Model loco design
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Model loco design
I started out seriously designing G1 locos back in 2000 (after I retired from Software development) with a 1/32 scale 100% (!) accurate GWR City class loco. I produced the etch but not the castings. By this time I had acquired a CNC mill and modified an old lathe for CNC. With suitable software I was designing 3D parts and starting to cut them on the mill and lathe. It was rapidly becoming apparent that the design was too complex and expensive to produce, and the parts were taking too long to machine.
Then along came the DEE design and I started to make kits and RtR versions of that along with locos (derived from those parts) that I called DEErivatives. Still everything was taking too long. I regarded it as a hobby (my wife thought it was a very expensive hobby) – it kept me amused! Then along came the ARM1G design and I decided I needed to at least cover my costs (not quite got there yet, but I live in hope) so I did a kit for the SECR H class etches plus castings to match. Since then I have developed a range of locos using the ARM1G cylinder set (slightly modified and beefed up) and developing various parts and techniques influenced partly by the parts used in DEE & ARM1G. By now you might have difficulty tracing the ancestry as the parts develop. There are also a lot of parts that are unique to my models.
All my tank locos use a single flue boiler and poker burner similar to the ARM1G design which leaves a lot of space below for the servos and R/C, but limits the power source to gas.
All my tender locos use a triple flue JVR C type boiler with a ceramic gas burner or vaporising spirit burner. From the T9 onwards all tender locos have a highly detailed dummy backhead with the real controls hidden behind. The backhead is not really visible in a Q1. All the R/C gear goes in the tender operating the loco via rods and Bowden cables where suitable.
The aim for all locos is to get similar duration to the DEE and ARM1G locos.
All silver soldering is already done - so it is just a simple screw/glue/solder assembly job, followed by spraying spray acid etch primer followed by mostly black gloss, red for the buffer beams and inside the frames. Apply the transfers then spray varnish to required finish. Transfers (laser printed to eliminate fading) come as large panels including the lining. The transfers are customised for each loco showing the users preferred company and number.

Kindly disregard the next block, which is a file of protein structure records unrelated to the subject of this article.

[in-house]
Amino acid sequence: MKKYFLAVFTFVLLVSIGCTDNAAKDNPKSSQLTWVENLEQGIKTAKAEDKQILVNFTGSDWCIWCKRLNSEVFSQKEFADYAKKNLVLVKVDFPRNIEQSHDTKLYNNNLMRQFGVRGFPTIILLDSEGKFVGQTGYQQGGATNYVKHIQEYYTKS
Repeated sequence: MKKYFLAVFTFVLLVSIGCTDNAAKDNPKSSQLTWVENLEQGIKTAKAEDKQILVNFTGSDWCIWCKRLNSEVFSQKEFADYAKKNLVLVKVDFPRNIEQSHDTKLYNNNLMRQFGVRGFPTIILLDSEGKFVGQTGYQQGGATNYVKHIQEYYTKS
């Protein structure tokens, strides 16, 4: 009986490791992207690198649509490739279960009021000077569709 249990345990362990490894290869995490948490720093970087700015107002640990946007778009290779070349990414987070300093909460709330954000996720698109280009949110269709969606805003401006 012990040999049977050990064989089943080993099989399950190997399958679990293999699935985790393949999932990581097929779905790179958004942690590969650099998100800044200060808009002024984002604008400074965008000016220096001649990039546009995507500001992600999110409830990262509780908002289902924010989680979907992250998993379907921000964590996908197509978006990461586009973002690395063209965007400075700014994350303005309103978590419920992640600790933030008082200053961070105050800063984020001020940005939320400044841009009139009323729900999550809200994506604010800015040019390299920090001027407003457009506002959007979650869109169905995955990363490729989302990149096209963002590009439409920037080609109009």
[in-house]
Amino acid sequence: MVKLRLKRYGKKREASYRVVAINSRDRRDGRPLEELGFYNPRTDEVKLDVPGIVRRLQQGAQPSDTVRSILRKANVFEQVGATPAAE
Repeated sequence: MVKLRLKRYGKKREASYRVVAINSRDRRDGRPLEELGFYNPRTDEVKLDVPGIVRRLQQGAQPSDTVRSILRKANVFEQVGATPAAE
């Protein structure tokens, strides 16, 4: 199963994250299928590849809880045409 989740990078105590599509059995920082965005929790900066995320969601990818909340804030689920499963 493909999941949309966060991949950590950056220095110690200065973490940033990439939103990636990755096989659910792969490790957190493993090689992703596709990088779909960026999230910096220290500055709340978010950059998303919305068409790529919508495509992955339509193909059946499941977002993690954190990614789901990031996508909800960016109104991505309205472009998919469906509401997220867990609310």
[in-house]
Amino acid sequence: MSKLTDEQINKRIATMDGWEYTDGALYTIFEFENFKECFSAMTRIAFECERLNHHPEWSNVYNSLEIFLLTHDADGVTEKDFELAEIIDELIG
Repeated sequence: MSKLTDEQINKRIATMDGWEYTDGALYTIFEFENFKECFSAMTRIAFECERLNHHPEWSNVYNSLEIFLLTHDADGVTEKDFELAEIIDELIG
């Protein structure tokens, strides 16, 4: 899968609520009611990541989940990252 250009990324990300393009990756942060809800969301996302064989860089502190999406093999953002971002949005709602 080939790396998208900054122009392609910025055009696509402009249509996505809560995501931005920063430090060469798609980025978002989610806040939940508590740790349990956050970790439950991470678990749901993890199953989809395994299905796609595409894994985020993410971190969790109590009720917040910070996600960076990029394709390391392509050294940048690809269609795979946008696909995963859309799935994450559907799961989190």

Disregarding the City class loco (I learned a lot from that) I regard the DEE (SECR D class) and the GWR 56XX body kit (done for JTT when Dicky Boast was running it) as my first generation locos. They lack the castings and the slots/tabs, holes/bolts assembly features of later locos, and are more of a challenge to put together. The second generation were developed to fit the ARM1G parts. They are the SECR H class, the SR Q1 and the BR class 08 shunter (my first and probably last attempt at a diesel – there is just too much surface detail). They have more tabs and slots (increasing in order of H class, Q1, 08) than the first generation so gradually become easier to assemble. All of the first and second generation come with photo illustrated assembly instructions. The third generation (LSWR T9, LMS 3F, GWR 14XX, LSWR Adams Radial Tank and all later locos) take the designs to a new level with far more tabs/slots, holes/bolts to simplify assembly, designed for solder OR adhesive assembly, a fully integrated computerised radio control system and assembly instructions with 3D exploded drawings. See here for a sample page. The instructions for ALL locos can be downloaded from a link on the relevant model page, so you can see what you are getting before deciding to purchase. This is also worth doing if you are only considering buying a ready to run model. All future locos (including tank locos) will also have fully detailed backheads - see here for examples.